that predate the publications of the Fisher group by some two years.
What I am concerned about is Helen Fisher's implication that of
all the pleasurable emotions one might feel, it is romantic love
alone that causes one's dopaminergic neurons to work overtime. I
suspect that had she shown an 18 year old Carmelite nun pictures
of the Virgin Mary, the same result might have been obtained. Indeed
I am ready to jump into her brain scanner and have pictures of caviar
blinis flashed before my eyes, or excerpts from Schubert's String
Quintet in C relayed to my ears: I'll bet my caudate nucleus would
respond as well. In short, I believe that gazing at a picture of
your sweetheart is but one of thousands of pleasurable emotions
that are transmitted along dopaminergic pathways.
The blobs that light
up by fMRI may be no bigger than a pin head, but that still means
that each encompasses some million neurons (nerve cells), communicating
with as many as a thousand others. To establish the precise details
of this network - by methods not yet available - is a Herculean
task to which Dr Fisher does not allude. Instead she writes entertainingly
about topics such as lust (triggered by the hormone testosterone,
that inceases sexual drive in women as well as in men), rejection
and despair. Her story is peppered with quotations, from Aristotle
to Yeats, with more than twenty from Shakespeare alone. No doubt
we should be impressed by her literary erudition. Yet the Oxford
Dictionary of Quotations - that does find a place on my bookshelf
- contains over five hundred references to love, so Dr Fisher's
scholarly contribution is not, perhaps, so remarkable after all.
NIMH Laboratory of Brain and Cognition
scan investigating areas of the brain used in working memory
- Similar types of scans were carried out by Dr Fisher in
On the other hand there
is no doubt that Helen Fisher writes with a light, breezy touch
and that she presents a comprehensive account of the various emotions
that interact with romantic love. So far as the underlying chemistry
is concerned, that too is presented in a clear manner. But it is
not chemistry that will reveal the working of the mind. No more
than fifty different types of molecule have so far been recognised
to function as neurotransmitters in the human body. Let me remind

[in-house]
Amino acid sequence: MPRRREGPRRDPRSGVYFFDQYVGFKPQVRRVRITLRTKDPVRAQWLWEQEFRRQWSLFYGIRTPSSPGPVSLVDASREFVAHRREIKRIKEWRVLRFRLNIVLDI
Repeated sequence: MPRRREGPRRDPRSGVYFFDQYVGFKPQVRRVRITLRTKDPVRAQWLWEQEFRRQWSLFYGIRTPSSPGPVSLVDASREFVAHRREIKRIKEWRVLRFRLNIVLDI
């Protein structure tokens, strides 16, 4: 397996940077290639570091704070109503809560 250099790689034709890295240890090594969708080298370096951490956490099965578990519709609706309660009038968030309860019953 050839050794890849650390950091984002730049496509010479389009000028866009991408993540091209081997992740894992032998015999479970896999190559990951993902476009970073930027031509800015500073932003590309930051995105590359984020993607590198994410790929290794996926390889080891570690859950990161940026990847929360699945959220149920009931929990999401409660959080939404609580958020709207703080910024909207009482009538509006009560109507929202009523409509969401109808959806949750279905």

you what these chemicals do. The connection between one nerve cell
and the next is a salt water-filled fibre that stops just short
of the nerve cell it is going to innervate. A tiny electric current,
generated in the first cell, passes along the fibre until it reaches
the gap between nerve fibre and the recipient cell. At this point
a chemical substance, the aptly named neurotransmitter, is released.
Neurotransmitter molecules bind to the membrane of the recipient
cell, causing it to respond in a particular manner. Within the brain,
the outcome is generally to transmit current to a further nerve
cell, and so on. There are over a trillion discrete fibers that
connect the hundred billion nerve cells in our brain to each other;
many nerve cells are linked to more than a thousand other cells.
The result is an immensely complicated neural network. No two brains,
not even those of identical twins, have exactly the same cell-to-cell
connections. With a trillion fibres and just fifty types of neurotransmitter
to choose from, it is clear that the vast majority of fibres use
the same neurotransmitter. So it is not chemicals like dopamine
or norepinephrine that distinguish one set of fibres from another.
The discrimination between thoughts of love and every other emotion
must reside in the precise pathways – among a myriad of possibilities
– that are followed when a new feeling, a novel thought, arises
in the brain.
So it is not chemistry but biophysics - or an innovative discipline
yet to be developed - that will elucidate the basis of emotions
like love and hate, calm and anger, pleasure and sorrow, joy and
despair. In the meantime we can do no more than applaud the author's
attempts, and look enviously across the Atlantic: what fun it must
be for a love-struck psychology student at Stony Brook to have the
opportunity of engaging in Helen Fisher's research projects.
 Antonio R Damasio: Descartes' Error.
Emotion, Reason and the Human Brain (Picador, London, 1995, p xv).
Available to Buy from Amazon.com
 Helen Fisher: Why
We Love: The Nature and Chemistry of Romantic Love (Henry Holt and
Company, New York, 2004, £12.28/$25.00) Available to Buy from